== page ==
It is important to distinguish between a honey pot and a freemium version of your core product. A honey pot is a tool that is in your domain and will be useful to the target audience of your core product, it isn’t a watered down version of your core product. Jakobsson illustrates the risks of freemium using the example of Zendesk: “Freemium is good but deceitful. Zendesk created 10,000 leads a month with a freemium model – 30% were thrash, 10% were students, 20% were duplicates (signed up for a trial and a demo for example), and 40% were true leads.

How on earth do you figure out which 4,000? Your sales people will call a lot of students and won’t trust your leads anymore.”


Finding the right mix

It might appear then that inbound, when executed correctly, is the holy grail of customer acquisition but Jakobsson is careful to temper this with some words of warning – “the problem with inbound is that it’s so much harder to scale because you can’t just throw money at it.” The solution proposed, therefore, is to begin with outbound at inception when you’re just trying to get an idea of your market and who your target is. Then when you’ve figured out a bit about your target, you should switch to almost completely inbound. And when you’ve done inbound and ads and you have to figure out how to scale it then some outbound will be required. Finding the right mix for your business will be the key to success.


  1. The cost of acquisition and your ACV

No discussion on customer acquisition would be complete without talking about the cost of acquisition (CAC) and CAC should always be considered relative to your average contract value (ACV). Jakobsson breaks sales organisations down into the 3 classical brackets of rabbit hunters, deer hunters, and elephant hunters in order to advise on the appropriate sales model in each case. “If you’re a rabbit hunter and you sell at $500/year ACV, then you need to mind CAC like hell because you’re just going to throw money down the drain otherwise. You’re prosumer, not B2B.” Rabbit hunters can’t afford sales people, full stop. When you’re selling at $500/year or less, it’s all about inbound and optimising funnels to convert customers to paid with the least human intervention possible.


As a simple guide, Jakobsson suggests that “you can’t afford inside sale unless you’re at more than $5,000 ACV and you can’t afford field sales unless you’re above $50,000”. You are heavily defined by your ACV and it should inform how long your sales process is, how many leads you need per month, and how you should be getting them. The tiers are also defined by your competition, at the rabbit and deer hunter levels your competition should be things like pen, paper, spreadsheets, and lots of meetings. At the elephant hunter tier, beyond $50,000/year ACV, Jakobsson’s advice is that you are now a thought leadership sales company – “Your biggest competitor at this level is an internal product or big consultancy house. It’s bespoke and custom. Your competitive advantage comes with allowing your customers to leverage the wisdom and experience of their peers that has been baked into your product. You will also allow them to share costs with your other users, keep up with trends, and scale in a way that they couldn’t with an internal product.”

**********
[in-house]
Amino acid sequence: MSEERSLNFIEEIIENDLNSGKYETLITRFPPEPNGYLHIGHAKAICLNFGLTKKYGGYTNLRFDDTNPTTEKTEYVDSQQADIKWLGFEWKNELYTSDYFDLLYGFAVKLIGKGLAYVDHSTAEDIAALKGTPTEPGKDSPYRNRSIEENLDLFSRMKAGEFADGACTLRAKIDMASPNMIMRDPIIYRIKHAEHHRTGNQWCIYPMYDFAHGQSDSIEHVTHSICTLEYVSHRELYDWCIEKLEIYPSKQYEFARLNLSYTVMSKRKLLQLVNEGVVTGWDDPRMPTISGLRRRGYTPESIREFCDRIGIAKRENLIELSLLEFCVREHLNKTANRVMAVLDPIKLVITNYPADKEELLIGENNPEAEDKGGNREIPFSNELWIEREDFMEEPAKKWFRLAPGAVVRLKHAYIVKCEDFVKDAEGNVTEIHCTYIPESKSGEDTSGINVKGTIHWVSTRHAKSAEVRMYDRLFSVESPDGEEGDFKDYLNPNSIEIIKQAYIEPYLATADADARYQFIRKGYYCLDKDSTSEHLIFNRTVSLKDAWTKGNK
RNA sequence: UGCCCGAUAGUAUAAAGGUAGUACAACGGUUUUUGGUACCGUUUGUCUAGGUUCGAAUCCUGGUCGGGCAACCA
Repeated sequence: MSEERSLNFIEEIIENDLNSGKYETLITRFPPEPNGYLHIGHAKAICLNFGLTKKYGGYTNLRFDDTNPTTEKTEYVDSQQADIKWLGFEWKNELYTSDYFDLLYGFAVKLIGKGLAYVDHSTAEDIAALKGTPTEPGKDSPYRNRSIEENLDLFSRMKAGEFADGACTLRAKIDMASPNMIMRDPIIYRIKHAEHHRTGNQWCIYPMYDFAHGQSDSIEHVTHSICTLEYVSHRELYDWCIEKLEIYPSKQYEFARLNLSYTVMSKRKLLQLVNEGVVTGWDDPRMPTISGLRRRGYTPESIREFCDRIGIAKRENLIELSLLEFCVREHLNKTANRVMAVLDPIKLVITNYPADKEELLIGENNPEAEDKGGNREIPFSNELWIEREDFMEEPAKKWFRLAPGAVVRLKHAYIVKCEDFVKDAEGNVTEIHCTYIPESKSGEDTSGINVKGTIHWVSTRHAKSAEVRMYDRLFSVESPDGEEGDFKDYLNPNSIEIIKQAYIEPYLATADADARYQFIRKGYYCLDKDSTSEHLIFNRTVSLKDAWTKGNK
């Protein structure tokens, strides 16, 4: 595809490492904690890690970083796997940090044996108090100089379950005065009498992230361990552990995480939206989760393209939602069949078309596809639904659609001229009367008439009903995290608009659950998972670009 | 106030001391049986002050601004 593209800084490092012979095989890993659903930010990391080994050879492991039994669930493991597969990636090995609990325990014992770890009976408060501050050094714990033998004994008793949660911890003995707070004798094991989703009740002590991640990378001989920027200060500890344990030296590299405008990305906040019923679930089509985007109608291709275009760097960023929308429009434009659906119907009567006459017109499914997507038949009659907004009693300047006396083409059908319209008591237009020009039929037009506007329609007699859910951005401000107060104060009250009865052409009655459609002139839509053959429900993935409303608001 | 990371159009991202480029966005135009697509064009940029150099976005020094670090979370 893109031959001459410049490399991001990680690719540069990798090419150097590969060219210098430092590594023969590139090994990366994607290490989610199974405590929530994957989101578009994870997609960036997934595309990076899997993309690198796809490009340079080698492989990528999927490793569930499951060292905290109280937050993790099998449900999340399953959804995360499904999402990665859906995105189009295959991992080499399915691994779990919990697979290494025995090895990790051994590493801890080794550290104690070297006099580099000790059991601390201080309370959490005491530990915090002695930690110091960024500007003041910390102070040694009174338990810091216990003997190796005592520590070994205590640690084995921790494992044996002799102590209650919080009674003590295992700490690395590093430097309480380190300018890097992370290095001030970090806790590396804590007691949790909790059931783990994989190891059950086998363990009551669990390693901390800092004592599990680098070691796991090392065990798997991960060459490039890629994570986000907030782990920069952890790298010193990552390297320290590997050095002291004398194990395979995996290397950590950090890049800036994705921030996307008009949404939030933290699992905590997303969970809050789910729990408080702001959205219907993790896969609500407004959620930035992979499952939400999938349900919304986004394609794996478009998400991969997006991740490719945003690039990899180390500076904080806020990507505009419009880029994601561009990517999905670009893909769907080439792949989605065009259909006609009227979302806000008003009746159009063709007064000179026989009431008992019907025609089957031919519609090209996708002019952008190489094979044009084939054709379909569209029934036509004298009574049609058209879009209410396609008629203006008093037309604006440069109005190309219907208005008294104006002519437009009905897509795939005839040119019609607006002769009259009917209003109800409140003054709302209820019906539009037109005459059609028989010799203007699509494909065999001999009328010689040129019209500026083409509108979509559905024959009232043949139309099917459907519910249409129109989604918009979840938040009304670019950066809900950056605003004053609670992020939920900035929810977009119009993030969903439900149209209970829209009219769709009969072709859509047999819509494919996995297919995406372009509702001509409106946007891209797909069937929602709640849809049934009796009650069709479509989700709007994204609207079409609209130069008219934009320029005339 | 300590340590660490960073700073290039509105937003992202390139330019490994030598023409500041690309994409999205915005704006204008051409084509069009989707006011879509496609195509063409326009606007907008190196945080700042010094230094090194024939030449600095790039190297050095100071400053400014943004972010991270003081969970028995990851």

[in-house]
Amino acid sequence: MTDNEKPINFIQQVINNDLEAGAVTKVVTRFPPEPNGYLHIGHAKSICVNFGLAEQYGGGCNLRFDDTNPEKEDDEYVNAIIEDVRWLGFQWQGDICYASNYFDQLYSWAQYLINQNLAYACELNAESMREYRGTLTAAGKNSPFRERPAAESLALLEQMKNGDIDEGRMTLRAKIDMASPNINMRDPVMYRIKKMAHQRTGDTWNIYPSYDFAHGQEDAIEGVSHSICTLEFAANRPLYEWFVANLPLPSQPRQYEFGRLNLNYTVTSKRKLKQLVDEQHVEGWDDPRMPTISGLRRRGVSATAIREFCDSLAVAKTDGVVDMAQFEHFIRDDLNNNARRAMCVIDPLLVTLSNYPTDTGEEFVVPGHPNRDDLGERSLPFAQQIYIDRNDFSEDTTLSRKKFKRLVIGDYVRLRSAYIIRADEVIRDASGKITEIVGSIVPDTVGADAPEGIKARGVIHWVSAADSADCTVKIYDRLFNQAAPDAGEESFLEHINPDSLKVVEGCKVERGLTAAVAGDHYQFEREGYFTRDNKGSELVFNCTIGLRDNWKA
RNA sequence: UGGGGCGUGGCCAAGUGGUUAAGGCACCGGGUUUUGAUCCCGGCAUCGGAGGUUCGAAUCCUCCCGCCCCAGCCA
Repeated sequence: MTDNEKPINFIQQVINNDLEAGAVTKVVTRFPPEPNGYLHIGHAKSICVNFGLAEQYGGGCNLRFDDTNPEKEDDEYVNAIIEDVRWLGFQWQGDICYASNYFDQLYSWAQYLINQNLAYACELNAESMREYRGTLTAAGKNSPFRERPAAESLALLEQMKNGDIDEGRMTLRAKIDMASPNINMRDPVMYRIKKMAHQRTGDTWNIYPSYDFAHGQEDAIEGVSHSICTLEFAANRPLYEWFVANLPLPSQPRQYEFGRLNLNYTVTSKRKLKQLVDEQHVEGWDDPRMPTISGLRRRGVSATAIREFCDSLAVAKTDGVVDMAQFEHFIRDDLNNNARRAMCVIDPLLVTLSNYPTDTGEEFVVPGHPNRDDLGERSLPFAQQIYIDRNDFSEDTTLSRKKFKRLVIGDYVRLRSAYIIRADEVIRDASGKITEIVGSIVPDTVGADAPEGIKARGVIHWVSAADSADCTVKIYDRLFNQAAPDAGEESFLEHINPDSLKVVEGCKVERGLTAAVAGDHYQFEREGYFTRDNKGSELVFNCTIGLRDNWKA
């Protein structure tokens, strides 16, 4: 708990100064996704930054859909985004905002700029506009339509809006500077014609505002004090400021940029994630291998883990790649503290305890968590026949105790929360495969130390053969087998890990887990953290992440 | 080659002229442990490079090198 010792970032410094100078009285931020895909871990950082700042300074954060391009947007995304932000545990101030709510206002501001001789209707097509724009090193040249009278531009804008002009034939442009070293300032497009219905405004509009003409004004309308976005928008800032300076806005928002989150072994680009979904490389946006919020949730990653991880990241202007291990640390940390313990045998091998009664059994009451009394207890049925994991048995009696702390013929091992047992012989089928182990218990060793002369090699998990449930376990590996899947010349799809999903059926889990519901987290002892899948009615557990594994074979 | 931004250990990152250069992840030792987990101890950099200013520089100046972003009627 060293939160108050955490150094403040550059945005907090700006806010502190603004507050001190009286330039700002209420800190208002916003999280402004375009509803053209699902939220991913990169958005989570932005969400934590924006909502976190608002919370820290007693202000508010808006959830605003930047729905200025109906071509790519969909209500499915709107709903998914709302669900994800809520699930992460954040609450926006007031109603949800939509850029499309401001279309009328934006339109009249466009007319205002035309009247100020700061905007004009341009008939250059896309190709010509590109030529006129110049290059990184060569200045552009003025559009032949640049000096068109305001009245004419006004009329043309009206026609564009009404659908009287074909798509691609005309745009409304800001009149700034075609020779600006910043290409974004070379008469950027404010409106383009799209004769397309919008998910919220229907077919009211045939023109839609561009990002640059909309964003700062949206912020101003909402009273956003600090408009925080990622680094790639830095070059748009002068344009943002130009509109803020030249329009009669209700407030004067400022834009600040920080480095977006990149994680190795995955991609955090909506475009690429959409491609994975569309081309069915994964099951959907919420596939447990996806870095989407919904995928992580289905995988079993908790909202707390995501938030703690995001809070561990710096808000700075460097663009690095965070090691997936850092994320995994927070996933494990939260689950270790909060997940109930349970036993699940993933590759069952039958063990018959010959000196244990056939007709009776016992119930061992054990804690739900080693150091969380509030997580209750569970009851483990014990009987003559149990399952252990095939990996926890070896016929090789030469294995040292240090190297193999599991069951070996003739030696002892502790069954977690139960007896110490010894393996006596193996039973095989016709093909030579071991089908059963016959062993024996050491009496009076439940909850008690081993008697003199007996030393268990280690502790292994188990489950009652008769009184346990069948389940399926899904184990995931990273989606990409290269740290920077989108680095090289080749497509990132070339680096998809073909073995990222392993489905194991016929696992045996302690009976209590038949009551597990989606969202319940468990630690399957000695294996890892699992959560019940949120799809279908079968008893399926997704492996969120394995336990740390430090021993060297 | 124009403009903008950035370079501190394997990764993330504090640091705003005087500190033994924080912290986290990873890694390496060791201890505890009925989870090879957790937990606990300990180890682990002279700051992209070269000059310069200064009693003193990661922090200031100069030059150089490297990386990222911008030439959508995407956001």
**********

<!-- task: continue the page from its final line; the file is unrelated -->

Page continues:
1. The sales skills you will need

Jakobsson ultimately believes that successful sales comes down to three core skills: courting, curriculum, and politics. He describes courting as how you behave when you’re in front of the prospect, be that virtually or in person, and how you talk and act so that they trust you. Curriculum is simply knowing what to do next in the process – it’s like dating, how long do I wait before I call? What do I say? And how do I know when it’s time to break up. Sales is much the same and knowing what to do and when to do it is crucial. Finally, politics is what happens behind the scenes – “When you talk to somebody they turn around and ask the financial buyer or the technical buyer for permission to sign, or they ask the users. You need to understand how to empower your contact to be an ambassador internally and figure out who the decision-maker is and what motivates them.”


As experienced founders who bear the scars of starting a SaaS business will know, there is no quick fix or silver bullet that will allow you to acquire tons of customers overnight. It first requires a product that is valuable enough and differentiated enough to be of interest to customers. Then it becomes about clearly identifying your target audience and choosing the right acquisition strategies at the right time that will help you to reach and convert them. As Ben McRedmond, Intercom’s Director of Growth put it, growth hacking is bullshit and real growth comes from somewhere deeper, “growth doesn’t come from silver bullets, growth comes from winning a thousand tiny battles.”

by Michael Cullen

Hampus will also be participating in a panel session entitled ‘Engineering your Sales Team for Hyper Growth’ at SaaStock 2016 Conference on 22nd September in Dublin

For more great insights from Hampus Jakobsson, see his Medium blog ‘Thinking About Startups’ or follow him on Twitter @hajak.